Shortly, a server arrives with our drinks to start off the meal. Served in long thin flutes, the muddy-pink coloured mocktail named Wild Berry is a concoction of black currant syrup, pineapple juice, orange, basil, mint, lime juice and sugar. A tad sweet, but refreshingly acidic, Wild Berry is a good way to start a rich meal. The tanginess from the pineapple, orange and lime juice, combined with the freshness of the mint and basil, activate your taste buds and enhance their sensitivity towards the flavours to come ahead. Fusion food amalgamates different ingredients and textures from across international cuisines to form a flavour combination one would not expect to work, but is surprisingly well matched and makes you say, “Oh, wow!” However, fusion for the sake of fusion must be discouraged, especially when traditional recipes make so much more sense. I prefer my salsa with crisp, herbed tortilla chips, but that is still not what I would order when delicious options like Makai Kurkure and Maan Farang are available on the menu. The next appetizer proffered is Mushroom & Chilli Cappuccino a blend of assorted mushrooms with chilli and cappuccino cream. The umami-flavoured broth is served in a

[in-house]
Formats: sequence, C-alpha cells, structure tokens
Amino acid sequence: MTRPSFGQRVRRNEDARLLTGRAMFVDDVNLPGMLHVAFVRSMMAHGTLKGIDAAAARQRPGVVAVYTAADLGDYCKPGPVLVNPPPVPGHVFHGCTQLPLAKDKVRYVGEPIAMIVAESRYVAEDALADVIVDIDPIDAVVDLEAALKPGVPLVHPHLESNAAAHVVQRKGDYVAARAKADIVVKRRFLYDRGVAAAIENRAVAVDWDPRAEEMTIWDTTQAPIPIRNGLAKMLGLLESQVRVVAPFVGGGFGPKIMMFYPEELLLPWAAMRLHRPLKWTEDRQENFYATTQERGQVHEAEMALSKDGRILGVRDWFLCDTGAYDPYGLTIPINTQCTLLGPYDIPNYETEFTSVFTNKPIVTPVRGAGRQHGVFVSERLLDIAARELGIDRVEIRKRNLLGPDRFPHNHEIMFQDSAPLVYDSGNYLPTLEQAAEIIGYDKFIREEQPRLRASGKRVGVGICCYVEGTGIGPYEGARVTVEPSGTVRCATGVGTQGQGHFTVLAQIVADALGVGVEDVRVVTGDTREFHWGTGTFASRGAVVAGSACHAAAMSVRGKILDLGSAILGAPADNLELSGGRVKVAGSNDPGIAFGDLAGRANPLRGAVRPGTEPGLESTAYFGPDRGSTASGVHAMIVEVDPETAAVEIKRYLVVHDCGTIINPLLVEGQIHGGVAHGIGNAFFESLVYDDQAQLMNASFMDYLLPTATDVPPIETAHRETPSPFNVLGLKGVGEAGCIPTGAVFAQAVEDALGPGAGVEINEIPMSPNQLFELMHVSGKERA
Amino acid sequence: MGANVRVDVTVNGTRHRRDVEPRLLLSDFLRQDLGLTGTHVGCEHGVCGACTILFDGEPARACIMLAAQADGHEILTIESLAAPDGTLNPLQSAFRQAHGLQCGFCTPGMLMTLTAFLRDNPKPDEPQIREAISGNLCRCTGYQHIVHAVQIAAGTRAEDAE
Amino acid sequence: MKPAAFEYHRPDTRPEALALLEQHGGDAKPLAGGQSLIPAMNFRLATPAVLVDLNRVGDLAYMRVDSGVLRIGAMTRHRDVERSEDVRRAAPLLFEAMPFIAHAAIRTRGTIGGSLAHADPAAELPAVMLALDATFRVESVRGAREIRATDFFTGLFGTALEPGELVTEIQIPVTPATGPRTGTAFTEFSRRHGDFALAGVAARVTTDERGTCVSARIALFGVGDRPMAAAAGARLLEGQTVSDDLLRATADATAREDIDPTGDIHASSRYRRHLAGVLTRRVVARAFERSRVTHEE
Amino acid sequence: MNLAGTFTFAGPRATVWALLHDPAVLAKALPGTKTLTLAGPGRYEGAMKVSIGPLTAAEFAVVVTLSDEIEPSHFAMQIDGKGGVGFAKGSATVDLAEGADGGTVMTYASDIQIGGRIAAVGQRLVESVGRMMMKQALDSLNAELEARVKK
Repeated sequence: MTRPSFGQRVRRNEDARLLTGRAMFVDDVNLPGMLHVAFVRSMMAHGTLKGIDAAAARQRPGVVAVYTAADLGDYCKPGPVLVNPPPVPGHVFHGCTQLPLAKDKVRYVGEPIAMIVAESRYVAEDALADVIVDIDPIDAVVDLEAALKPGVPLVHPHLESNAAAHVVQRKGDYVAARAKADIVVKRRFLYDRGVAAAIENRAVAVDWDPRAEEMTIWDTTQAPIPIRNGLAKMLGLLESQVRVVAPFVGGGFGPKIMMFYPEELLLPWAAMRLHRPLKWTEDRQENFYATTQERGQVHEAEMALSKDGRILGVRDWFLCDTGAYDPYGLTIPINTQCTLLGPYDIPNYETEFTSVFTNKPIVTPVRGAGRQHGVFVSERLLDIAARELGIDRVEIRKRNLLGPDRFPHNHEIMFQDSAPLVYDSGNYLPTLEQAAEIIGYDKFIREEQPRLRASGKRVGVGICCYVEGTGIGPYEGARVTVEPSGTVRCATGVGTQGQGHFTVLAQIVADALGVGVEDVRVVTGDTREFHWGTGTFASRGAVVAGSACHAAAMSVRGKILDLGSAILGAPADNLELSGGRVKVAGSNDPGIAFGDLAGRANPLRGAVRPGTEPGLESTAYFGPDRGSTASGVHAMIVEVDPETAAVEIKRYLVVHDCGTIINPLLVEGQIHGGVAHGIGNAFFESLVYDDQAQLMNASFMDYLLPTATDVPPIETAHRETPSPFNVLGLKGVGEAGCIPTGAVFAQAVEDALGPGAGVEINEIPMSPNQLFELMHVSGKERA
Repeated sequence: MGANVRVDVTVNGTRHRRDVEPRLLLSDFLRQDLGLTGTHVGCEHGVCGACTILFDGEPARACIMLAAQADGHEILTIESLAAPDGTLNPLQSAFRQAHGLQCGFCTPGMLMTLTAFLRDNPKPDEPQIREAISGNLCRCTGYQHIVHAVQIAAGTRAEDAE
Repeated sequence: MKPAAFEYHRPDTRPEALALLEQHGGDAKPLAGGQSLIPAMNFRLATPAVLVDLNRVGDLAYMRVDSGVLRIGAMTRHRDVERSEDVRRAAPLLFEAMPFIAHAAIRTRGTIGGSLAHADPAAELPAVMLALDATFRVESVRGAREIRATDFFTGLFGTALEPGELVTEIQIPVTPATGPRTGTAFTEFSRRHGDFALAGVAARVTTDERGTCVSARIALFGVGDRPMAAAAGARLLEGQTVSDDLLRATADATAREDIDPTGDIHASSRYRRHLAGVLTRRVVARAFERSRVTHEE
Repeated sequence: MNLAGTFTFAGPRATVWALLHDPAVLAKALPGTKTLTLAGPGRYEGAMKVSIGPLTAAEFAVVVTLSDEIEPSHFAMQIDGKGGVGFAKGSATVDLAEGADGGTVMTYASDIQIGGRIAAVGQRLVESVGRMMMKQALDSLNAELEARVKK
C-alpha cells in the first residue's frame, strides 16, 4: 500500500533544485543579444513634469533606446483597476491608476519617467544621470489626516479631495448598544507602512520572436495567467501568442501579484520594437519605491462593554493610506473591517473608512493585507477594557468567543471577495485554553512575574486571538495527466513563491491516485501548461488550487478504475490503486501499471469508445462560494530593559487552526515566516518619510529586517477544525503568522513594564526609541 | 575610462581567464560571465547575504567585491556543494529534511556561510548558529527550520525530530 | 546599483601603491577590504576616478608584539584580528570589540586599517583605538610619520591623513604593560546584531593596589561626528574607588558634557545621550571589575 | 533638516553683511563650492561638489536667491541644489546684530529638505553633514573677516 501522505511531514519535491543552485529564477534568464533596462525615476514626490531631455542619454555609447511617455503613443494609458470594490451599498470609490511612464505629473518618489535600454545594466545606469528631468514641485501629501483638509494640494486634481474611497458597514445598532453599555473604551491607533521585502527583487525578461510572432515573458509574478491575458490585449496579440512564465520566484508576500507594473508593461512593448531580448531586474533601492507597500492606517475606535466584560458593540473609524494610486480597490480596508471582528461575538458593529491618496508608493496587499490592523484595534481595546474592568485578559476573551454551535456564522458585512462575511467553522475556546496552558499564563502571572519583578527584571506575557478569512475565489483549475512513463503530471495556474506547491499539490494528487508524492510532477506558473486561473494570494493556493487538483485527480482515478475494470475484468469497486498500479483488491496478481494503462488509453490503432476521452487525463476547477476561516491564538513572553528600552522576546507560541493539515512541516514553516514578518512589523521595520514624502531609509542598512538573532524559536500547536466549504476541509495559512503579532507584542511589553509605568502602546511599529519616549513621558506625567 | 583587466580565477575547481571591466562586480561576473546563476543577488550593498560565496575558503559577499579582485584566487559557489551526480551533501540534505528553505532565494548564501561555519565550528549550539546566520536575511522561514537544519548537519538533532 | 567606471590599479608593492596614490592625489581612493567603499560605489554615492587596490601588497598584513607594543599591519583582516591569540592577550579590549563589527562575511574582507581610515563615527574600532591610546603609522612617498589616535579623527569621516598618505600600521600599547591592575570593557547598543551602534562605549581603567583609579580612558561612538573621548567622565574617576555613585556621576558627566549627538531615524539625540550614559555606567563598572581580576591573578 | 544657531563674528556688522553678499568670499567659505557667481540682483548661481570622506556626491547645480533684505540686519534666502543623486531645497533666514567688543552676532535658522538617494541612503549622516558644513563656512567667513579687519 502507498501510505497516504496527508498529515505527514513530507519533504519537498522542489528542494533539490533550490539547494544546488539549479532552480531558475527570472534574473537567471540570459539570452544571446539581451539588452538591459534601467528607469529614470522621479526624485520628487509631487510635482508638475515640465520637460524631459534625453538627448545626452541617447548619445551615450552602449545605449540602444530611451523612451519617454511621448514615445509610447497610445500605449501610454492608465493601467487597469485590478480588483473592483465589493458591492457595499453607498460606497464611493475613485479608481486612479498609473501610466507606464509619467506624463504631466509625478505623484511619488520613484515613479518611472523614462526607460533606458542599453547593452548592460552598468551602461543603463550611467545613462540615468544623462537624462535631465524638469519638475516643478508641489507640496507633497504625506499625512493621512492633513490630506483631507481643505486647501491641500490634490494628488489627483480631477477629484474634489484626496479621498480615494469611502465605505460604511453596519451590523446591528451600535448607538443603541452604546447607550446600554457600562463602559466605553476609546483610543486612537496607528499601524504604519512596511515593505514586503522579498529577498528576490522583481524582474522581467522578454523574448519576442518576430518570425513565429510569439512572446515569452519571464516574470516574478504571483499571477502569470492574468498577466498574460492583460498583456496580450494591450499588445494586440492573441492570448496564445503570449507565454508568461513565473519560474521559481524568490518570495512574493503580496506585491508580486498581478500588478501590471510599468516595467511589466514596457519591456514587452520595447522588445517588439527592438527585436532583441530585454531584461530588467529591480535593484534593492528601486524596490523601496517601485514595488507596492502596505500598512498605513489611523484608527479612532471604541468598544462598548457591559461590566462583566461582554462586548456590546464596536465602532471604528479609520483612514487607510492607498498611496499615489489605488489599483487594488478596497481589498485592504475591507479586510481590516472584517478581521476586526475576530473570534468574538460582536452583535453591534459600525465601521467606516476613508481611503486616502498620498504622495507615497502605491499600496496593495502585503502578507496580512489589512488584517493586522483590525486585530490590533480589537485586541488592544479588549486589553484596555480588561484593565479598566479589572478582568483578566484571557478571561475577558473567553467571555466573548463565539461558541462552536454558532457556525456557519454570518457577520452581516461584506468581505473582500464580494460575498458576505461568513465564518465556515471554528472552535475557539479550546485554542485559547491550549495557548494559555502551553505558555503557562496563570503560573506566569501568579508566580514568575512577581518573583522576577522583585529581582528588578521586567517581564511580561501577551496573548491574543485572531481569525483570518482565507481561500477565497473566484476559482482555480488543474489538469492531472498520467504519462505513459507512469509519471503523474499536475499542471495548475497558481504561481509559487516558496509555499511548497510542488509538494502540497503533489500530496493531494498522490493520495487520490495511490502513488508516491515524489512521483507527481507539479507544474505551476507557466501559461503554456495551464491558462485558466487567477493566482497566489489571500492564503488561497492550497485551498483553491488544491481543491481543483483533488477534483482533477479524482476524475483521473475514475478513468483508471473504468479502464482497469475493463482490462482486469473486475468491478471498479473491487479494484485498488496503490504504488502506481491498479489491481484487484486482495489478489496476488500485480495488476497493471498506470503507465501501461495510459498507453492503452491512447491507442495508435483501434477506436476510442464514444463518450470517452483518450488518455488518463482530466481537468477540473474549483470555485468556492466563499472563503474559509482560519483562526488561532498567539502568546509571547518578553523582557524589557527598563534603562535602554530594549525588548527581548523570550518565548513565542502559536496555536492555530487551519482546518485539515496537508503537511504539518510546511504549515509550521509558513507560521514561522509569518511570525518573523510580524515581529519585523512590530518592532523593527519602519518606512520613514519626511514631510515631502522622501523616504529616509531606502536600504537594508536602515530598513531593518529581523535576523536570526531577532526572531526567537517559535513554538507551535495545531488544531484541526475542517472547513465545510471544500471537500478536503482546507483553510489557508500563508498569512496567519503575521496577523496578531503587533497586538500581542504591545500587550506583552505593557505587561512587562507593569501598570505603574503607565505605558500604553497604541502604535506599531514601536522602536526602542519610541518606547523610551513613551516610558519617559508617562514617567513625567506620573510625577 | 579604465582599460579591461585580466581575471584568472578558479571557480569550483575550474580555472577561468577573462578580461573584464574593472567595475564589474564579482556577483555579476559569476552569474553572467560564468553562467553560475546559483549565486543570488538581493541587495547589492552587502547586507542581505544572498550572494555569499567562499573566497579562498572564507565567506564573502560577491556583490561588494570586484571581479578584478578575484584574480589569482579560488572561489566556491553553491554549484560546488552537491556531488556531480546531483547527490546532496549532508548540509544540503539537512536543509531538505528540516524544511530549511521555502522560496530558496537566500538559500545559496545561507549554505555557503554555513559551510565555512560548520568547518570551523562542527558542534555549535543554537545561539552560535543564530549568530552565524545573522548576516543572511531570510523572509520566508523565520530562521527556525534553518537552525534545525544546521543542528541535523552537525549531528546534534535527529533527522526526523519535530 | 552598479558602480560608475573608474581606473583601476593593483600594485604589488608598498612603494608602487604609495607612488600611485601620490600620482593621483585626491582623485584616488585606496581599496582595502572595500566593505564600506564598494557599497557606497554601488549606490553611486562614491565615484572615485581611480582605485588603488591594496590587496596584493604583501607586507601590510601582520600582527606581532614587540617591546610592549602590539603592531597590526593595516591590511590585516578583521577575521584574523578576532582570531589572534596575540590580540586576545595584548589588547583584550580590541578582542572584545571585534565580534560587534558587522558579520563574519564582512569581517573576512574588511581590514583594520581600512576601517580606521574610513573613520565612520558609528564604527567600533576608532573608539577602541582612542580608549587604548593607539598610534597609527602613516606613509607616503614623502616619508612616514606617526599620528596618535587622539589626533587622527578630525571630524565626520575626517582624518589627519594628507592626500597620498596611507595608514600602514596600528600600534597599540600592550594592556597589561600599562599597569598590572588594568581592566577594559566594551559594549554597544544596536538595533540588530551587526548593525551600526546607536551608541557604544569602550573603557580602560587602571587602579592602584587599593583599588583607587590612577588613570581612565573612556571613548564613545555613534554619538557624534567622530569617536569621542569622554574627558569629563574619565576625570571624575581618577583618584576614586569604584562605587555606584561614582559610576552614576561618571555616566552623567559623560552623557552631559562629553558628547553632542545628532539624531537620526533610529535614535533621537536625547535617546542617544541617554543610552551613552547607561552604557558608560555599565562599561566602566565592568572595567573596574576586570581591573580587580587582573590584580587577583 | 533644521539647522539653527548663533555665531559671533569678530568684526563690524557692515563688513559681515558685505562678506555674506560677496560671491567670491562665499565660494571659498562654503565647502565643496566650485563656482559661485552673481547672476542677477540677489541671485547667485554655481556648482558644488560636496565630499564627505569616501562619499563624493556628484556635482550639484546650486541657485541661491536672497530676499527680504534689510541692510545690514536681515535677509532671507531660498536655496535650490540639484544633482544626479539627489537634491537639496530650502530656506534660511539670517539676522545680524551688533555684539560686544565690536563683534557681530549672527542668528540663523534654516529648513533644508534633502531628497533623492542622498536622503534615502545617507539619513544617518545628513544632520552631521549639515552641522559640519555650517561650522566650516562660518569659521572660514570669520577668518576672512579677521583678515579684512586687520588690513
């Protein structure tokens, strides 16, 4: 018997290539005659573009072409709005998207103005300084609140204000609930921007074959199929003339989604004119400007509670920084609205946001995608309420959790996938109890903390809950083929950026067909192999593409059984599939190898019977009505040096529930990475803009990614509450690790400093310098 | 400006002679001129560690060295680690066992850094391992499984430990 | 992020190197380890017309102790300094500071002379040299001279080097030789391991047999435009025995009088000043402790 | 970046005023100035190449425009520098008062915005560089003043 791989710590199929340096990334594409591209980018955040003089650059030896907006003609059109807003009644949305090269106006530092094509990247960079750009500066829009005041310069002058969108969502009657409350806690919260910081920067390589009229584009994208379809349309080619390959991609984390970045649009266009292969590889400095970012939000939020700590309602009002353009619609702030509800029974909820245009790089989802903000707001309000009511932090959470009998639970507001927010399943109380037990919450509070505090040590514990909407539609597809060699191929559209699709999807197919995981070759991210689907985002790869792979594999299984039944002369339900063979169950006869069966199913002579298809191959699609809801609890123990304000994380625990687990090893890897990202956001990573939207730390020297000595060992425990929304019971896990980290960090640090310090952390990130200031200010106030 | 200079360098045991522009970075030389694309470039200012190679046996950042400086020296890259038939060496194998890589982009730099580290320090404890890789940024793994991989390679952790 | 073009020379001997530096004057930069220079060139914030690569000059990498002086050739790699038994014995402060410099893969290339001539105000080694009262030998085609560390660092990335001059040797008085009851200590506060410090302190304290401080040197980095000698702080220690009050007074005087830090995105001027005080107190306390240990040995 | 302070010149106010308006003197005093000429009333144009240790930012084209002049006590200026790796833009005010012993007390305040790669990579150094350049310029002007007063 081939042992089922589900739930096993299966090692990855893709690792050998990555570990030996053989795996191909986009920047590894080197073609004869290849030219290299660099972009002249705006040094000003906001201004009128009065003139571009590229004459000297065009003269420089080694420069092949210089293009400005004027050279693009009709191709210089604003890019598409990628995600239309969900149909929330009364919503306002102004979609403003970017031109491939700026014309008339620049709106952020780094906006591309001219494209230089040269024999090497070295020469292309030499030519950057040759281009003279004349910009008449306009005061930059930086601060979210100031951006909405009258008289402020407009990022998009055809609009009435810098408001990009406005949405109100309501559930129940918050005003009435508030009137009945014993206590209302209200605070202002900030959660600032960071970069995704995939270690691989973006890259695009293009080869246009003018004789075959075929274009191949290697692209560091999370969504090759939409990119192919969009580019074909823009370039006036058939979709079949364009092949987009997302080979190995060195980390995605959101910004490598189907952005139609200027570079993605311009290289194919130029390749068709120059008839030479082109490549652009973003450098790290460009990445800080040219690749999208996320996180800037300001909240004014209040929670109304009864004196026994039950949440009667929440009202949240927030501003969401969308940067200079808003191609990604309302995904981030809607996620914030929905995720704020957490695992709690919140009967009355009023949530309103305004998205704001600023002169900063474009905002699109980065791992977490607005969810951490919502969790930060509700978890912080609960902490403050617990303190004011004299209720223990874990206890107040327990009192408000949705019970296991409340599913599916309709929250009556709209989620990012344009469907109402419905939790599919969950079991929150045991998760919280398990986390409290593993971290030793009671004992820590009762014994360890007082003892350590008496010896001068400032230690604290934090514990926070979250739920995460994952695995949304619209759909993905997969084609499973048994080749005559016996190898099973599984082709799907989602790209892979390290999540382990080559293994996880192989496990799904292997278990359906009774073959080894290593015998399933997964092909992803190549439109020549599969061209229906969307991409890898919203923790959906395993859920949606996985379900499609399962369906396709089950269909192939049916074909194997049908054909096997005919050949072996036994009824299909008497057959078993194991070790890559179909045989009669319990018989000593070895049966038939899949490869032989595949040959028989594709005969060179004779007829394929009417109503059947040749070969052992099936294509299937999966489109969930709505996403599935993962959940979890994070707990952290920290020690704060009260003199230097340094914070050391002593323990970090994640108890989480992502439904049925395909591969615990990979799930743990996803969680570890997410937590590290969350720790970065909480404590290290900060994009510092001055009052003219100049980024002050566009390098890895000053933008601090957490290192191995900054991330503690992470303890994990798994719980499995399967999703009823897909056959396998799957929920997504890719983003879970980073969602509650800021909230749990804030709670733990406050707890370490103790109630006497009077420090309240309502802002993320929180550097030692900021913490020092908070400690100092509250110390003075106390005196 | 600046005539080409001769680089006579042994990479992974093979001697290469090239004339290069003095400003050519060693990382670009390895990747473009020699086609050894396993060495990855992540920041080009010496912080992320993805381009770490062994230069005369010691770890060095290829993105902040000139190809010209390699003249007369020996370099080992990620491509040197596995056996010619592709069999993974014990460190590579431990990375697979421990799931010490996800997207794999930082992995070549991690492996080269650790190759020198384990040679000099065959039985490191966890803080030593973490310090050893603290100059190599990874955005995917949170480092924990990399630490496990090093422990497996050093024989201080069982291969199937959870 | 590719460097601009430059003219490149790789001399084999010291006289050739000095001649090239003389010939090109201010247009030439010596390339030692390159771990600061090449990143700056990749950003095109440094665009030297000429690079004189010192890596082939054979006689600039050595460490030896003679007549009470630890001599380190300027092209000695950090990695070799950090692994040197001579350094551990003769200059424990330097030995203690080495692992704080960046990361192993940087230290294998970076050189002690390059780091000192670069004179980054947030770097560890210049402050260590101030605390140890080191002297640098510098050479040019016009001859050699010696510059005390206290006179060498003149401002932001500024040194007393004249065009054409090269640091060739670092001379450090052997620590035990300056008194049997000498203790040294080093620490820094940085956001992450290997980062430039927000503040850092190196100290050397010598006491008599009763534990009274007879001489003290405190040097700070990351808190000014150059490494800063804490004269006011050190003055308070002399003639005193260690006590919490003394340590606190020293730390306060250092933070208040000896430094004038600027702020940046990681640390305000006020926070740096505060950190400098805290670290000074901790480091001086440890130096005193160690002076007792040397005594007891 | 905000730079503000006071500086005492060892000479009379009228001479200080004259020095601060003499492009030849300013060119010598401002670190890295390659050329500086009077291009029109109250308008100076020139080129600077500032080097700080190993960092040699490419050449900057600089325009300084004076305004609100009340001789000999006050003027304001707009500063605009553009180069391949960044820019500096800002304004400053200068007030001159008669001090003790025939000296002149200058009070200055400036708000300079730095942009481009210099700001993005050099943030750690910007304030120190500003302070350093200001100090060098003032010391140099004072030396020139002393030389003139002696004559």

coffee mug with a side of sliced French bread and is a must-have dish on a rainy day or chilly evening. The rich mushroom-y goodness spreads warmth and contentment through your body, and the bread is perfect to mop it up nicely. Once dipped in the broth and eaten, it gives the same satisfaction as dipping a biscuit into your chai and having it dissolve in your mouth in a delicious mush. The chilli is subtle, presumably to retain the integrity of the mushroom flavour, but some chilli oil on the side would be a thoughtful accompaniment for heat-loving palates. The aroma emanating from the appetizer that follows takes to us to the gritty by-lanes of Old Delhi, where tiny roadside joints serve the most juicy, delectable kebabs. Indeed, the alleys behind the Jama Masjid is where Chef Siddhartha spent months observing and learning the art of making lamb seekh, and this is evident in the dish placed in front of us. The Rogani Seekh Kebab - twice minced tender lamb wrapped around a skewer and cooked in a tandoor, finished with cream and Rogan jus is succulent and more-ish. A standout dish, I would recommend all meat and seekh lovers to taste this. The secret, reveals the chef, is collecting the flavoursome juices that drip while the meat is cooking and making a jus – like